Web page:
Find out where you fall on the selfishness vs. altruism test

ESelfishness, also called selfishness, is the practice of behaving selfishly. Altruism, on the opposite end of the spectrum, focuses on being selfless and meeting the needs of others. “Selfish behaviors occur on a continuum — from highly selfless behaviors on one side to extremely narcissistic actions on the other,” says Carla Marie Manly, PhD, clinical psychologist and author of The joy of fear and smart date. Ideally, she adds, it’s best to have a healthy balance between the two. In other words, you’re the type to open doors for strangers and do favors for your best friend, but you also set boundaries and know when to prioritize your own needs.

Curious where you land on this continuum? This selfishness versus altruism quiz in psychology today gives you a score. Dr. Manly notes that genetic components can affect a person’s tendency to be more selfish or altruistic, and childhood environment, upbringing and general socialization also play a role. Yet she believes we have a choice be more or less selfish or altruistic.

With that in mind, take the quiz, then read Dr. Manly’s description of the benefits of both, along with tips on how to be more selfish or selfless, depending on your score.

Selfishness versus altruism

The benefits of practicing selflessness are many, including lasting mental, emotional, and physical benefits. “Those who are emotionally, mentally, and behaviorally compassionate — all key elements of altruism — tend to thrive personally and interpersonally, says Dr. Manly. “Research has found an association between altruism and improved physical health, longevity, happiness, and well-being.”

Selfishness has its perks too, and we all have some selfishness, says Dr. Manly. It’s a good thing because we would never take care of ourselves and meet our needs without it. However, when you move to the selfish end of the spectrum, it becomes more than attention and self-care and into the realm of toxic narcissism. “While a very selfish person can achieve ‘success’ in life by doing whatever is perceived to be necessary to get ahead, the cost to self and to healthy interpersonal relationships is usually extremely high,” says -she.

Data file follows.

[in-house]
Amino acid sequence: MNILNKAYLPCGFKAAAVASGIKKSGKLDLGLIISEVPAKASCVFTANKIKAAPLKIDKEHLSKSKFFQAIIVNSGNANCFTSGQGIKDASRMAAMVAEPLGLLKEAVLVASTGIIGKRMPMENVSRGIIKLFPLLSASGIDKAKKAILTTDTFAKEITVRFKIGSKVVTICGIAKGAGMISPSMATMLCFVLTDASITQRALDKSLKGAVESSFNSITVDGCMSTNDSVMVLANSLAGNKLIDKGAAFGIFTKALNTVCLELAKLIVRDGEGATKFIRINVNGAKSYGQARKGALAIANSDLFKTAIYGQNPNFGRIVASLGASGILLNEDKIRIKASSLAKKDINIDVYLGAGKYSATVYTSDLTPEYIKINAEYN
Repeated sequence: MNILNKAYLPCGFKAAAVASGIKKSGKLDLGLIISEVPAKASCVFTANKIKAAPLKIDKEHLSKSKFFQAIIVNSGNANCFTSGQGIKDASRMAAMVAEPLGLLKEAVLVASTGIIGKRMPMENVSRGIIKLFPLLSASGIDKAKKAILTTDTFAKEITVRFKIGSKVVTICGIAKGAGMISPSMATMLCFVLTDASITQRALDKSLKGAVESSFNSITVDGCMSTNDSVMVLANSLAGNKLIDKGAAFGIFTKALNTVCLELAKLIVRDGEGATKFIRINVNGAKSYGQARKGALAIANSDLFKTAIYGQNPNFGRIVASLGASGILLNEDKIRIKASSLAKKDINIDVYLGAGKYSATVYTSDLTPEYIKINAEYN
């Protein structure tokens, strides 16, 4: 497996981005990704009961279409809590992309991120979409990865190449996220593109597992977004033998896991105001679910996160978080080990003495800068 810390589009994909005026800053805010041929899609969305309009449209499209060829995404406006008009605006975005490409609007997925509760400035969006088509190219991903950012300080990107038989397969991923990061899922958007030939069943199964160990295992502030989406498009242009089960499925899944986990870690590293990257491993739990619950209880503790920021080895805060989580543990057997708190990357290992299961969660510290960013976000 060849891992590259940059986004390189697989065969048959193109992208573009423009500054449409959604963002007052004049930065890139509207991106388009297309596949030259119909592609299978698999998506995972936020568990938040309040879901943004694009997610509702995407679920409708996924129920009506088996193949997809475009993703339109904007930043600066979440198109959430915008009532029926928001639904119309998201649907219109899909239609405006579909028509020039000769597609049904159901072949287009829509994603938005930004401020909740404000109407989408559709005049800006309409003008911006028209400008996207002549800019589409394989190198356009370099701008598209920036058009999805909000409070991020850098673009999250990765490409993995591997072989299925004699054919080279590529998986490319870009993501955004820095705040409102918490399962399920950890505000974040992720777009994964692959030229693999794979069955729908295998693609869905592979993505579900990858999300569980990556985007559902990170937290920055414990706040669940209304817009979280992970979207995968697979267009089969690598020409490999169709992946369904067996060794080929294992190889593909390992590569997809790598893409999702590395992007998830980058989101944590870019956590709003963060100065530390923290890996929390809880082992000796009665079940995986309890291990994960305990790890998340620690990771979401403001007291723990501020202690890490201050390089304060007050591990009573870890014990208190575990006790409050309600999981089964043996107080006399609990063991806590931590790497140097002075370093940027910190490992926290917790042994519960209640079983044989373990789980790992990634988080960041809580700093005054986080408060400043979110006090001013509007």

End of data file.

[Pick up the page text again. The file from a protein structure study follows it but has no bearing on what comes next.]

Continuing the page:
If you lean more towards selfishness…

If your score leans more into the territory of selfishness, Dr. Manly says you can adopt practices that promote selflessness. The key, she says, is to take baby steps to ensure you find a good fit. Jumping too deep can lead to feeling overwhelmed or regretful.

There are many ways to practice altruism. Dr. Manly suggests finding a place where you can volunteer in your community, such as pet shelters, community gardens, hospitals, and homeless shelters. She recommends trying a few to find the environment that works best for you. Giving money to causes you support, even in small amounts, is another way to practice altruism.

If you can’t afford to donate your time or money, Dr. Manly says many small, generous acts cost nothing. “Altruism is expressed in simple actions such as sharing smiles, helping an elderly person with their groceries, walking a neighbor’s dog, sharing the goodness of their garden or stopping to really listen to a friend in the need,” she said. “One of my favorite forms of win-win altruism is the habit of picking up litter safely on a hike, walk, or stroll on the beach. Not only do these altruistic behaviors make good, but they do good for the environment while providing a positive role model for others.

Dr. Manly also notes that true altruistic efforts are motivated by empathy and selfless goals. For example, a donation made out of goodwill is altruistic while a donation made for publicity or tax purposes is not.

Whatever selfless acts of kindness do you good, big or small, the important thing is to be consistent with them. Dr. Manly says the more you serve and give to others, the more you embed altruism in your brain.

If you lean more towards altruism…

If your score shows that you lean heavily into altruism, it could indicate that you are giving to the point of overdoing yourself and sacrificing your well-being. Dr. Manly says finding a healthy balance between giving to others and taking care of yourself is key.

Your selfless efforts should not interfere with other aspects of your life or cause you personal stress. If you’re starting to feel overwhelmed or drained from overcommitment, Dr. Manly recommends taking a break. “Give yourself time to reset and recharge before taking on other commitments,” she says. It’s also an opportunity to set boundaries, which in itself can be a generous act because the more you fill yourself up, the more you can pour out on others. “It’s important to be able to say no when you’re tired or when you need time to take care of yourself or your loved ones. Healthy boundaries are really important; they allow you to take care of yourself and others without fear of exhaustion.

When you give from a balanced place, which means your cup is full, Dr. Manly says the rewards of helping others are enormous.